There can’t be many worse things for a parent than having your child run off 3,000 miles to join a sex slave cult/Ponzi scheme, but that’s exactly what happened to former Dynasty star Catherine Oxenberg. Oxenberg got through to the other side of her nightmare with a relatively happy ending and decided to dedicate much of her time to preventing such things from happening to others and to help those who have found themselves in such a mess. As part of these efforts, she wrote a memoir, Captive, and served as executive producer on the made-for-TV film adaptation Escaping the NXIVM Cult: A Mother’s Fight to Save Her Daughter.
Escaping the NXIVM Cult tells the story of how Oxenberg unwittingly introduced her own daughter, India, to the Albany-based cult. To her credit, Oxenberg smelled a rat pretty quickly and tried to get India to leave with her, but the kid wouldn’t budge, she thought she was really learning a lot.
Eventually, Oxenberg grows more and more worried and when she gets a call from a concerned cult member that India desperately needs saving, Oxenberg springs into action, contacting the FBI and the New York Times and appearing on every TV and radio talk show that will have her.
Watching the story unfold, some questions are hard to ignore:
How on Earth is it that everyone whom Catherine Oxenberg meets turns out to be a huge Catherine Oxenberg fan? Look, this is not to demean or denigrate her contributions to Western culture, but they are limited in scope. She had previously been best known for her work on Dynasty as Amanda Carrington, the daughter of Alexis Colby (Joan Collins) and Blake Carrington (John Forsythe). She appeared on the show for two seasons in the mid-eighties before leaving over a salary dispute. Since then she’s appeared in more than two dozen made-for-TV movies, which ain’t nothing, but is hardly the makings of Oxenberg-Con.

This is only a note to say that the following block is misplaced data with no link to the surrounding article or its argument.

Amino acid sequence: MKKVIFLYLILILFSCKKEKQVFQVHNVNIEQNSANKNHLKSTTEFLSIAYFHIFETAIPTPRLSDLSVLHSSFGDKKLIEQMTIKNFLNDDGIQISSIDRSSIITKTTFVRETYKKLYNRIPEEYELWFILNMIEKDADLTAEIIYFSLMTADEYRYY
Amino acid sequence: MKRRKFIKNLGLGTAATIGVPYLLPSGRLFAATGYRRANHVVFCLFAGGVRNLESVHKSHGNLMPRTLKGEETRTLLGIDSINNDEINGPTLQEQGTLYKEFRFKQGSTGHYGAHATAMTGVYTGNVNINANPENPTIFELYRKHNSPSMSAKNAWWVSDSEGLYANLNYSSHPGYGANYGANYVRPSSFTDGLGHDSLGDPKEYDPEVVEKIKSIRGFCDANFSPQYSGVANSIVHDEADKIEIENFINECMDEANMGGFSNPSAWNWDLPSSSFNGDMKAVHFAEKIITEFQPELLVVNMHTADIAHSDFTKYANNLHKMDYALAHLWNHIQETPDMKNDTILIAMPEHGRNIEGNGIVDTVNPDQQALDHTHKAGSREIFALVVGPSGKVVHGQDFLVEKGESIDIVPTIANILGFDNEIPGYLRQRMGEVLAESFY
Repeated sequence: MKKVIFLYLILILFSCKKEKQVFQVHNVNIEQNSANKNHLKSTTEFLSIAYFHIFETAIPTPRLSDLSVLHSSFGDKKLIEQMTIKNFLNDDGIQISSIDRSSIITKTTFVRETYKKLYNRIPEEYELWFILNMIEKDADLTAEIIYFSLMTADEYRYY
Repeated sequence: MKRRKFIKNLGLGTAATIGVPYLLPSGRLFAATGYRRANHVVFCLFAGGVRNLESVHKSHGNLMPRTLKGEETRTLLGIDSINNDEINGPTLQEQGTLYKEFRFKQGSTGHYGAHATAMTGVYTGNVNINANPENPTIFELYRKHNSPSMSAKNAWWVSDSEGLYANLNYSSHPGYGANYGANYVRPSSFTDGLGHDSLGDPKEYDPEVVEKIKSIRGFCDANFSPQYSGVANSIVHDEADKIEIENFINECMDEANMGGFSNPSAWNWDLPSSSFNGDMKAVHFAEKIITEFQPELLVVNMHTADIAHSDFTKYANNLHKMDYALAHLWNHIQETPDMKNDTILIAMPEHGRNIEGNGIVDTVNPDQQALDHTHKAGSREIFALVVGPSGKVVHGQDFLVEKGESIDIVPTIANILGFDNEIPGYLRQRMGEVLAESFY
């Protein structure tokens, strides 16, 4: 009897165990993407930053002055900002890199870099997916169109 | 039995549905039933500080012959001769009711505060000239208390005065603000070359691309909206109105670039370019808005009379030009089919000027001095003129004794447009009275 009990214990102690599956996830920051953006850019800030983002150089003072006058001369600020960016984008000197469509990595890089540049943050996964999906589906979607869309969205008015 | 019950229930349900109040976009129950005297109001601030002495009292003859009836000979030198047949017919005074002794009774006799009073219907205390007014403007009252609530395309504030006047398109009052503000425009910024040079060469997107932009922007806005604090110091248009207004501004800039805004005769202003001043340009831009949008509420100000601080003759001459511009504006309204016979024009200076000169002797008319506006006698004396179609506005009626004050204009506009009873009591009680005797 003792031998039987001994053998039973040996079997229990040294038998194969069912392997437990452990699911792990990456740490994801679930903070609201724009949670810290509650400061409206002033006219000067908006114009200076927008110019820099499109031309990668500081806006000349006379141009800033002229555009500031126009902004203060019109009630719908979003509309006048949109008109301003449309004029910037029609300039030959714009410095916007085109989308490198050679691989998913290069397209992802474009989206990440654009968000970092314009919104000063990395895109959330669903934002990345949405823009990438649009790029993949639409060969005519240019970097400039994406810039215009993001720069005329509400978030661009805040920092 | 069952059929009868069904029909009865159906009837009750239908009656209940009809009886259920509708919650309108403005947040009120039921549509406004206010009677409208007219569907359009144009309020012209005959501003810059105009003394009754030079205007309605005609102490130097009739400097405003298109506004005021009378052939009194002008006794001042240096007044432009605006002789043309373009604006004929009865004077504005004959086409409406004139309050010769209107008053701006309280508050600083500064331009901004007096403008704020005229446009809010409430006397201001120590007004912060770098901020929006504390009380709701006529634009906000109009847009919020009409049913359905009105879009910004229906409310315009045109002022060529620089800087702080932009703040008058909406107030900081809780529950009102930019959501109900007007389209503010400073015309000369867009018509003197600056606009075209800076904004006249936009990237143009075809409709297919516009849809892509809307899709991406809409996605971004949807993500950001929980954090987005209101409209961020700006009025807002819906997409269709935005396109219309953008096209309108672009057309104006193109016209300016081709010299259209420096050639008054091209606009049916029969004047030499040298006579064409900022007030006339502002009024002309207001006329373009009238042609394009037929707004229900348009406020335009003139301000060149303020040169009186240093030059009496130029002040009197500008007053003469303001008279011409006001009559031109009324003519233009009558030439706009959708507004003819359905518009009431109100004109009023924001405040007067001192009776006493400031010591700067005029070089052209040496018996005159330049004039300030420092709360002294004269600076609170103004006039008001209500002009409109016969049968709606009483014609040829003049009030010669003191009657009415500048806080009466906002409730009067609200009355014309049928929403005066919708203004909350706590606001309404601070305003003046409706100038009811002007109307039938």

How do people ignore the giant red flags that NXIVM leader Keith Raniere displays? The dude cheats at volleyball (watch Mark’s face when Keith insists a ball is out of bounds, that call was total BS) and kisses all his female associates on the mouth. Maybe you could miss or overlook the cheating, but the kissing? C’mon… He also explains to his followers, mostly women, that men are more loyal than women, his proof being that when a man cheats he will subsequently go back to his wife, but when a woman cheats she goes off with the new man — has this dude ever seen a Lifetime movie? Men leave their wives for other women, like, all the time.
How dense do you have to be to not see NXIVM is a cult? This question could be asked about every movie ever made about cults, but the question stands. For the love of God, Raniere (played by Twilight star Peter Facinelli) is such an obvious charlatan that when India’s tween sisters watch videos of him they found online, the older one looks at the younger one and says “I think she’s in some kinda cult.”
Finally, is that Green Acres star Eddie Albert you briefly see flashing across a TV screen in one scene of the movie? Why, yes, yes it is. In addition to Green Acres, Albert starred in Roman Holiday, Oklahoma!, and The Longest Yard, but one role that doesn’t appear on his IMDb page is that of spokesman for an early promotional video for NXIVM.
Escaping theNXIVM Cult: A Mother’s Fight to Save Her Daughter premieres 8pm ET Saturday on Lifetime; You can also catch Roman Holiday on-demand via Starz.